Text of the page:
Funding will be used to train 72 adults living in the West Kootenay. (Photo by Glenn Carstens-Peters on Unsplash)

$920,000 grant to train West Kootenay workers aged 55+

Mature participants can gain skills and certification to re-enter the workforce

Do you know someone aged 55+ looking to get back into the workforce, but needs training for today’s job market?

If so, there’s some good news.

The Skills Centre in Trail has received a $920,000 provincial grant to direct into programs for mature workers in the West Kootenay who are looking to build skills for new careers. Training opportunities in the fields of community outreach, hospital and home support, as well as safety and security, are meant to break down barriers to employment.

“We are seeing more mature workers return to the workforce for a variety of reasons, including longer life expectancy, increasing need for financial security, and changing views on traditional retirement,” says Jaime Malcolm, program manager at the Skills Centre.

“The skills training and job placement support is designed to help people retrain for a career change or to re-enter the workforce, and we are thrilled to be able to provide this opportunity for participants.”

Training opportunities in Trail and Grand Forks are available throughout the year. A group is running now and there is another intake in January 2020.

“The aim of the program is to provide training for job seekers 55+ in one of the following areas: community outreach, hospital and home care, or security and safety,” Malcolm explained.

“By completing the training a person can hope to gain skills and certification to re-enter the workforce. There are also financial supports for transportation and required work gear as well as financial completion bonuses for starting work and staying in a job for three months,” she said.

“Participants will also receive direct support with job placement and employers can receive direct supports, including some wage subsidy options as well, when they hire a participant of the program.”

Sessions are held in the Skills Centre, and include short term certifications through Selkirk College as well as other training providers. Depending upon the program, learning opportunities may include First Aid with CPR C, mental health first aid, Foodsafe, WHIMS, and traffic control and flagging.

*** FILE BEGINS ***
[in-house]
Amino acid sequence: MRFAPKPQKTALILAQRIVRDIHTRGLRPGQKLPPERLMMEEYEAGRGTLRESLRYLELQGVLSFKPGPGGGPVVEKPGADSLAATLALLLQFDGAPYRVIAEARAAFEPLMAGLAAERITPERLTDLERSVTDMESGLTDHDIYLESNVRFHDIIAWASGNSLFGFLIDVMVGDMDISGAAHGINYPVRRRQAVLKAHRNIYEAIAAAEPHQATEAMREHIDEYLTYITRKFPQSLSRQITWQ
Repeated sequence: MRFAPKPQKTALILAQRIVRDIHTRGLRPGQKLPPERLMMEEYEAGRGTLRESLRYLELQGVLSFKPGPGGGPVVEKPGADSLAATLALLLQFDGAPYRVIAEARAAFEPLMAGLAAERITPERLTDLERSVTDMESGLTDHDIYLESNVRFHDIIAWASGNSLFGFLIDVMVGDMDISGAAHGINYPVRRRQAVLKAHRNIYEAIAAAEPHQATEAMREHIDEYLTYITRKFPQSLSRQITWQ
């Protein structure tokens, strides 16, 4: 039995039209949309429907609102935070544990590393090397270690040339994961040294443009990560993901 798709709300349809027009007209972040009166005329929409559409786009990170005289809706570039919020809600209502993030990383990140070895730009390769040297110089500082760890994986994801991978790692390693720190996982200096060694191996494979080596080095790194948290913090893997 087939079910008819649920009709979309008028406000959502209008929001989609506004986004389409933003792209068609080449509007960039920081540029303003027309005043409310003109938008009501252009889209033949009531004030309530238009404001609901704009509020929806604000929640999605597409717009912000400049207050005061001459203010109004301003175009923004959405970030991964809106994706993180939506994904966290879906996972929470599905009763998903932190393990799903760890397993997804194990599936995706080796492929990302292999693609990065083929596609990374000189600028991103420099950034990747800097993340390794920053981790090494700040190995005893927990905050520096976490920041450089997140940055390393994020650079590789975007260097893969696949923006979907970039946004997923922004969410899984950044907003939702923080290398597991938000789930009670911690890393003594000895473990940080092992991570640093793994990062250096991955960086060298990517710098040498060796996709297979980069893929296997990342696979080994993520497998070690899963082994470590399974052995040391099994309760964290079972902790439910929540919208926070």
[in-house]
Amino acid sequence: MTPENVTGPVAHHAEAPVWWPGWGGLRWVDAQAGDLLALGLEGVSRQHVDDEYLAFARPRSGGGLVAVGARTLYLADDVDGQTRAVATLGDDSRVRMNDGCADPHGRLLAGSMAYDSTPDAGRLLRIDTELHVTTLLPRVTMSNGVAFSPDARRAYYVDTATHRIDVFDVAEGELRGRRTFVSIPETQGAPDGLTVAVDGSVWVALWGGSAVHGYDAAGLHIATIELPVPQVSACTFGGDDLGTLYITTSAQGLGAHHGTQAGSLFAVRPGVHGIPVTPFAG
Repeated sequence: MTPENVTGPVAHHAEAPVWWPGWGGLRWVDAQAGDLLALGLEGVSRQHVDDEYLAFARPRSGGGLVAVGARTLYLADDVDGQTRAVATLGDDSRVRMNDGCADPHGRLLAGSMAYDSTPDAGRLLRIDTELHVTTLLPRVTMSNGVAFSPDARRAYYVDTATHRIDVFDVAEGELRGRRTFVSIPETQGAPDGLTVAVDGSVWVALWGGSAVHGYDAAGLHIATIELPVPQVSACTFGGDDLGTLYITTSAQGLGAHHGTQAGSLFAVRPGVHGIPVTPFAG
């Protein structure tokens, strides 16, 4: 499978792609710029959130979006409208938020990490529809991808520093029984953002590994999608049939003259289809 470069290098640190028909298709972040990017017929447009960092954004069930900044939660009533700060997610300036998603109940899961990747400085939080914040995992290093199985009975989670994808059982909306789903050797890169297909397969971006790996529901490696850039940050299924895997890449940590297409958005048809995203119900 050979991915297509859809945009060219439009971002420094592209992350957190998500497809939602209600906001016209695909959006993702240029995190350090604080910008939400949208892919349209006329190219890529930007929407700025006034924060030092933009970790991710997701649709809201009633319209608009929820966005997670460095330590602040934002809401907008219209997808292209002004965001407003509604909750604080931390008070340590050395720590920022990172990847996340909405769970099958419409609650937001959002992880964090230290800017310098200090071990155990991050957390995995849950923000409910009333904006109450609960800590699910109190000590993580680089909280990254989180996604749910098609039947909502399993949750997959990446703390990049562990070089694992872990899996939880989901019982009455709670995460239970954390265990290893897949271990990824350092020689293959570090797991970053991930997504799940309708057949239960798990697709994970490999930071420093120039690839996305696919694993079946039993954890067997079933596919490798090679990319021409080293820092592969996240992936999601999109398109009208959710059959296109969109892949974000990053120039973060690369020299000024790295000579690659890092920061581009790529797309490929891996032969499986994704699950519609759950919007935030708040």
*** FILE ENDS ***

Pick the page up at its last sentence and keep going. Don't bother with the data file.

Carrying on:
Participants from Castlegar and Salmo can attend, though the Skills Centre also offers programs in Grand Forks at the Community Futures Boundary office.

“We would love to get the word out there as much as possible,” Malcolm said. “Because these are great programs full of benefits for the participants.”

For more information, call the Trail office at 250.368.6360 or email Christie at clim@communityskillscentre.com or Karina at kallis@communityskillscentre.com.

For more information on Grand Forks opportunities, email asukoveoff@communityskillscentre.com or call Amanda at 1 (877) 267.9399 ext. 229.

Minister Katrine Conroy, MLA for Kootenay West, will be at the Skills Centre on Dec. 19 to make the official announcement.

“Older workers are a significant part of the West Kootenay population,” she said. “So I’m very pleased that our government is providing supports for programming so they too can enjoy meaningful and rewarding employment.”

The $920,000 will be stretched out over two years in Trail and Grand Forks. The funding will be broken down as follows: $300,000 to support 24 mature people with hospital and home care support worker training; $300,000 to support 24 mature people with community outreach training; and $320,000 to support 24 people with security and safety training.

The program for hospital and home care support prepares participants for careers in the health care industry. It includes short-term certificate and computer skills training, financial literacy workshops, Indigenous cultural components and work experience. Job examples include working for Interior Health in the areas of housekeeping, dietary , or laundry.

Community outreach training includes short-term certificate training, financial literacy workshops, Indigenous cultural components, computer boot camp and work experience. Subsequent employment could include working with youth, or for various local service agencies.

Security and safety training offers instruction in computer skills, basic security and short-term certificates. It also includes Indigenous cultural components and field experience. Job examples include flagging and working security at various sites.

Seventeen skills-training programs throughout B.C. are receiving $5 million annually to deliver locally designed skills-training programs and supports to an estimated 733 British Columbians per year.



newsroom@trailtimes.ca

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